Did you know that you can actually take something called Volume Pills to increase the amount of cum that you ejaculate? Volume Pills are totally natural and safe to use. It looks and feels absolutely amazing to shoot a lot more of that white stuff all over, or inside of, your partner.
But you won’t find any mention of Volume Pills in that famous sex manual “The Joy of Sex.” This was a major influence on my growth as a sexual being. But to be honest, it’s a bit of a weird book when you come to think about it.
It is, like all sex manuals, an almost oppressively cheerful and morally high-toned book. It isn’t just the lack of information about Volume Pills, or the line drawings – with that man and that woman who always look like Mr. Spock embarked on a pretty tricky sequence in a game of three dimensional chess – but the cheery, go-for-it style of the prose.
It seems to me to have all the worst features of a guidebook and a shopping catalogue – now warning its readers not to indulge in homosexual behavior, now urging them to fantasize about this or that – all with the rectitude and pioneering spirit of a Boy Scout.
And those positions! Why do you have to stand on your head with your left elbow cradling her right buttock? What is so erotic about contriving a love position in which the major feature of your partner on view is their armpit or left ear rather than, say, the face?
Sex, as Kingsley Amis was fond of remarking, is one of the hardest of all human activities to write about well. If you abandon the grotesque or the comic, before you know where you are you are talking about the earth moving or (if you are really unlucky) churning out tacky silliness like the flower-throwing scene in “Lady Chatterley’s Lover”. Sex manuals, by definition, have to desensitize the subject to write about it – whereas, of course, all it is is sensation.
The first sex manual I ever came across was left around by my mum for my brother and me to find. It was a lot more high-principled even than “The Joy of Sex”. There were hardly any illustrations apart from a line drawing of a girl about to experience menstruation for the first time, captioned: “You may feel a little funny!” which my brother and I found erotic in the extreme.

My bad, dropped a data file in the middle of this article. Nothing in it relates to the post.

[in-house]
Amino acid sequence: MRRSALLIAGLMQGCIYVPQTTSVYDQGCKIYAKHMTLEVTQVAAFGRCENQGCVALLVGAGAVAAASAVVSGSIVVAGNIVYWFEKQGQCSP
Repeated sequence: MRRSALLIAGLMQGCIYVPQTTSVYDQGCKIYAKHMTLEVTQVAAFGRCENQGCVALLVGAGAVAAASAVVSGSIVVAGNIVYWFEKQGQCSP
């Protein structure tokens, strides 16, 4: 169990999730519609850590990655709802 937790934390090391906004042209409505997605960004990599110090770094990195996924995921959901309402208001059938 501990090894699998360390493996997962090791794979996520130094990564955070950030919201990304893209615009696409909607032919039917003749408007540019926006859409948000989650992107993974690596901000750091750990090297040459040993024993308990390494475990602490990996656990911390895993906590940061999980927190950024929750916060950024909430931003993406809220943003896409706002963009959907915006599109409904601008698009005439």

While there was no mention of Volume Pills, there was a brief paragraph about nocturnal semen emissions that I must have read about 348 times, and numerous pictures of young people hiking or camping or rock climbing, in order to ward off the urge to masturbate.
When these had been thumbed into blurred oblivion, I was deputed to go and ask Mum about the facts of life. She made a pretty good stab at it – although she did go on about “bearing the seed” which caused us to snigger helplessly – but I think she knew the manual had already done its work.
Sex, like Latin verbs or the best place to park in Soho, really is one of those things you have to find out about for yourself. Yet, even nowadays, when everything from dildos to Volume Pills are a regular feature of almost every other program on late-night television, I suspect the manual is still as drearily necessary as ever it was. For our feelings and desires always run ahead of our intelligence and our understanding; and simply trying to describe them, in however crude or obvious a form, is a necessary way of trying to civilize them.
We know – with all our instincts – that it doesn’t work, but in generation after generation we make the hopeless attempt, with tasteful drawings or vague moral generalities, to contain, explain and even to civilize rude, cruel, and untrustworthy lust.
Meanwhile, why not try Volume Pills and see what some simple natural ingredients can do for your sex life? It might be better than any manual at improving your sex life.